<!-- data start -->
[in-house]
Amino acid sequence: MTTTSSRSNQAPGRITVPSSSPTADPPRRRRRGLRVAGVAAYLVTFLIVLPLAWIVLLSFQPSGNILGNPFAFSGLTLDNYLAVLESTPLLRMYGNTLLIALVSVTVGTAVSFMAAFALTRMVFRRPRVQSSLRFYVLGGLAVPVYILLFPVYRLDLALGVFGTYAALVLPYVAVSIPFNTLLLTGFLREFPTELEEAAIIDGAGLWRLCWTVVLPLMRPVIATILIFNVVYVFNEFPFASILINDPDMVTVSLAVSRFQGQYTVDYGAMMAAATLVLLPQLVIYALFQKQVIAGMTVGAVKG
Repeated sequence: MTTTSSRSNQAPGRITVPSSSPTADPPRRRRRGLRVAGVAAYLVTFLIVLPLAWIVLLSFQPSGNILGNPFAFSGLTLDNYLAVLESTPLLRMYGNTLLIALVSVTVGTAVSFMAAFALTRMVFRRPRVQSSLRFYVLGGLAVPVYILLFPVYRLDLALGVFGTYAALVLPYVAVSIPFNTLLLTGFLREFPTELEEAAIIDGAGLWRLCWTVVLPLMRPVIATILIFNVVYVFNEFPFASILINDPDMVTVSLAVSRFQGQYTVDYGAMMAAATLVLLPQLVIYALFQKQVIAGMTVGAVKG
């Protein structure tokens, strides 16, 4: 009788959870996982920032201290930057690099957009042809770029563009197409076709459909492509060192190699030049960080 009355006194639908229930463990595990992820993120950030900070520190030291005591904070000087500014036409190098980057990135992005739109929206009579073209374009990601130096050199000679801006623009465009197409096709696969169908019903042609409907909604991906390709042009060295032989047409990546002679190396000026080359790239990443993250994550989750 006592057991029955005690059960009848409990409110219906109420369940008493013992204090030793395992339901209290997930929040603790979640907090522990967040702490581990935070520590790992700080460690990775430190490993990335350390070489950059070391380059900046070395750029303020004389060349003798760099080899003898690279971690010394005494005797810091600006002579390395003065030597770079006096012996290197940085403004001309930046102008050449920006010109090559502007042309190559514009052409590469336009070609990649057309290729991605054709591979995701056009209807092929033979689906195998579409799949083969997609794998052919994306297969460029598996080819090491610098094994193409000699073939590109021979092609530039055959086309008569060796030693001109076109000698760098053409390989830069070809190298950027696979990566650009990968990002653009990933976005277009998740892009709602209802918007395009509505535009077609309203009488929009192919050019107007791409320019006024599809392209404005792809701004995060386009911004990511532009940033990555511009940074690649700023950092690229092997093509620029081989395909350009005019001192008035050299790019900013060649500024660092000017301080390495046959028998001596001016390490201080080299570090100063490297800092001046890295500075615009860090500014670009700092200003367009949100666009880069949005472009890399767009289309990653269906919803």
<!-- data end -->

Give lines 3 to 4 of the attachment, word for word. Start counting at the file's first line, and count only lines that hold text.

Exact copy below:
Repeated sequence: MTTTSSRSNQAPGRITVPSSSPTADPPRRRRRGLRVAGVAAYLVTFLIVLPLAWIVLLSFQPSGNILGNPFAFSGLTLDNYLAVLESTPLLRMYGNTLLIALVSVTVGTAVSFMAAFALTRMVFRRPRVQSSLRFYVLGGLAVPVYILLFPVYRLDLALGVFGTYAALVLPYVAVSIPFNTLLLTGFLREFPTELEEAAIIDGAGLWRLCWTVVLPLMRPVIATILIFNVVYVFNEFPFASILINDPDMVTVSLAVSRFQGQYTVDYGAMMAAATLVLLPQLVIYALFQKQVIAGMTVGAVKG
């Protein structure tokens, strides 16, 4: 009788959870996982920032201290930057690099957009042809770029563009197409076709459909492509060192190699030049960080 009355006194639908229930463990595990992820993120950030900070520190030291005591904070000087500014036409190098980057990135992005739109929206009579073209374009990601130096050199000679801006623009465009197409096709696969169908019903042609409907909604991906390709042009060295032989047409990546002679190396000026080359790239990443993250994550989750 006592057991029955005690059960009848409990409110219906109420369940008493013992204090030793395992339901209290997930929040603790979640907090522990967040702490581990935070520590790992700080460690990775430190490993990335350390070489950059070391380059900046070395750029303020004389060349003798760099080899003898690279971690010394005494005797810091600006002579390395003065030597770079006096012996290197940085403004001309930046102008050449920006010109090559502007042309190559514009052409590469336009070609990649057309290729991605054709591979995701056009209807092929033979689906195998579409799949083969997609794998052919994306297969460029598996080819090491610098094994193409000699073939590109021979092609530039055959086309008569060796030693001109076109000698760098053409390989830069070809190298950027696979990566650009990968990002653009990933976005277009998740892009709602209802918007395009509505535009077609309203009488929009192919050019107007791409320019006024599809392209404005792809701004995060386009911004990511532009940033990555511009940074690649700023950092690229092997093509620029081989395909350009005019001192008035050299790019900013060649500024660092000017301080390495046959028998001596001016390490201080080299570090100063490297800092001046890295500075615009860090500014670009700092200003367009949100666009880069949005472009890399767009289309990653269906919803």